In psychology A-level we studied stress, and more particularly the Holmes and Rahe Stress Scale. It was developed to measure the effect of life stressors on health, with each stressor being given a value. The top one is obviously the death of a spouse, but I remember being surprised at how high the value of moving house was. Now in my experience, moving house hasn’t been stressful as we moved into our first home from our childhood homes so could do it over a number of weeks and had few belongings. Now I look around and realise it would be quite stressful trying to move all of our belongings to a new house in one day, which frequently happens in estate chains.
I digress. Recently a couple of people have told me that they’re moving out of the area, and moving their horse too. Then I realised that moving region with a horse must rank pretty highly on the Stress Scale. Probably as highly as moving house…
I started making a list in my head of all the things you would need to consider.
- Somewhere to keep your horse. You need to consider livery packages, facilities, cost, location…
- Farrier. What services do they provide, which areas do they cover and how much do they cost? I think I would make sure my horse was shod just before the move to give me time to do some research.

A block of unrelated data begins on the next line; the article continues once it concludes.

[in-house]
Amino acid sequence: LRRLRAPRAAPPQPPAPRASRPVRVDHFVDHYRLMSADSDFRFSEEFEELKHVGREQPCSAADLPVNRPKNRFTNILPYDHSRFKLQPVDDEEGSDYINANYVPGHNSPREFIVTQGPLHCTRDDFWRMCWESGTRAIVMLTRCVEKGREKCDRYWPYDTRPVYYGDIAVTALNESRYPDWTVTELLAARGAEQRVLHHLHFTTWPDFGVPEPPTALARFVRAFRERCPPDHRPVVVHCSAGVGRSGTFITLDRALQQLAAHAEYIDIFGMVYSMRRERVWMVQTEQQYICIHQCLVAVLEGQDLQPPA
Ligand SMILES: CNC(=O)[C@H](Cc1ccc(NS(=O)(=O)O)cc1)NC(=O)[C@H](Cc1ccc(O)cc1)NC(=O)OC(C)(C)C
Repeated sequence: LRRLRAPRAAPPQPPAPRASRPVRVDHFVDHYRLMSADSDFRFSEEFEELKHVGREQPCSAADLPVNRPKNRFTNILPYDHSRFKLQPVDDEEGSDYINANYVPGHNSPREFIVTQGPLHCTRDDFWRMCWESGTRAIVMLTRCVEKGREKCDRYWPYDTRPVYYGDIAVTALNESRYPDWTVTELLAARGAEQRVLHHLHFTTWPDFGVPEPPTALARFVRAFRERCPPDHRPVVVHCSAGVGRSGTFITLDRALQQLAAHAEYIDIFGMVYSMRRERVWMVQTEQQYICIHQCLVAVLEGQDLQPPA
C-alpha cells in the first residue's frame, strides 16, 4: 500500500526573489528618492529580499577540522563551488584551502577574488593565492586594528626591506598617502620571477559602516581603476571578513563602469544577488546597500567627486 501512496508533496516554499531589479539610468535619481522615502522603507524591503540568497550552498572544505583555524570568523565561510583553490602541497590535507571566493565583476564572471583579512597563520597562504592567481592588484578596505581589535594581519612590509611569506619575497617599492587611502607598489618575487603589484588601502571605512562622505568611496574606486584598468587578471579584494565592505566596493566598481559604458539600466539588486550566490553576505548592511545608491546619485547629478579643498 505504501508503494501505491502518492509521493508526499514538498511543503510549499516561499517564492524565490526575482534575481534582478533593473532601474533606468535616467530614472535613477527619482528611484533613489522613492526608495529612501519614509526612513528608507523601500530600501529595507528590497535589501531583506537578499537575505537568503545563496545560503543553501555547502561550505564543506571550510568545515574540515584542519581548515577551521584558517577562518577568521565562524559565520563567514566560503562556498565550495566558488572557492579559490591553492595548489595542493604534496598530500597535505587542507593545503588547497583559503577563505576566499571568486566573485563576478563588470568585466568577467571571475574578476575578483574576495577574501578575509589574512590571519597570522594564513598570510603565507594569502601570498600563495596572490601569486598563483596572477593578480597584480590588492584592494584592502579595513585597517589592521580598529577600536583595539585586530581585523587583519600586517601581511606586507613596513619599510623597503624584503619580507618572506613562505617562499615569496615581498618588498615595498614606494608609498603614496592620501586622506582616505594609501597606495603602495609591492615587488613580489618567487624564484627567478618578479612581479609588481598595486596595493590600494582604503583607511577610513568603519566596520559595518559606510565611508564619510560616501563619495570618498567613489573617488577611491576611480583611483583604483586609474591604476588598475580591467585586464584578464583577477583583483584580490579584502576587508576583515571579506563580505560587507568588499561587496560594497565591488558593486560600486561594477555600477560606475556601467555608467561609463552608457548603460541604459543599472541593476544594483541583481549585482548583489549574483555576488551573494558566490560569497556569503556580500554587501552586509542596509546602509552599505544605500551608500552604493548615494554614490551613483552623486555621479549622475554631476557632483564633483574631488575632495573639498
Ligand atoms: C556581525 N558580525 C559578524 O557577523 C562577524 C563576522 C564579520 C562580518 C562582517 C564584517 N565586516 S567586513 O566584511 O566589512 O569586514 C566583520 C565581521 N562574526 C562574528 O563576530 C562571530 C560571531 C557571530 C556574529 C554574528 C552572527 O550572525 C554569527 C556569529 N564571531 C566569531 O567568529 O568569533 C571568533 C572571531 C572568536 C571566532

- Vet. The internet is probably the best source for comparing vets and seeing the areas that they cover.
- Feed. Where are the local feed merchants, what do they stock, and what deals do they do? Does the new yard supply forage, or do you have to source it yourself? Where can you store your feed?
- Dentist, chiropractor, saddlers and all other regular check ups that you need.
- Local hacking routes, people to ride with, nearby competition venues.
- Instructors, places to train, local riding clubs.
All of these things would need to be planned in advance, or if not then almost immediately after you have moved; whilst simultaneously settling in to your new job, home and lifestyle.
Then of course is the physical moving of your horse and all your equipment. Just think of all those rugs, tack, tools, grooming supplies, your own riding gear, first aid kit, feed bins, any unused feed, buckets, boots, bandages, haynets, lunging equipment, whips …
Honestly, I can’t imagine doing it. I think I’d need the trailer to transport Otis, and then another trailer for all of his belongings!
Like people, horses take different amounts of time to adjust to their new surroundings, and whilst some can be naughty when settling in, others can be quiet and depressed with the stress of a new home. I think it’s important to keep some semblance of their old routine; exercise, handler, daily routine etc to help them adjust. Hopefully with a couple of consistencies in their life a horse won’t take long to feel at home at a new yard, but I wouldn’t be surprised if a horse didn’t seem to settle for a couple of months, particularly if they weren’t the most confident and stable horse initially.
Can anyone shed some light on the joys of moving yards and house at the same time and if these life events were as stressful as I envisage.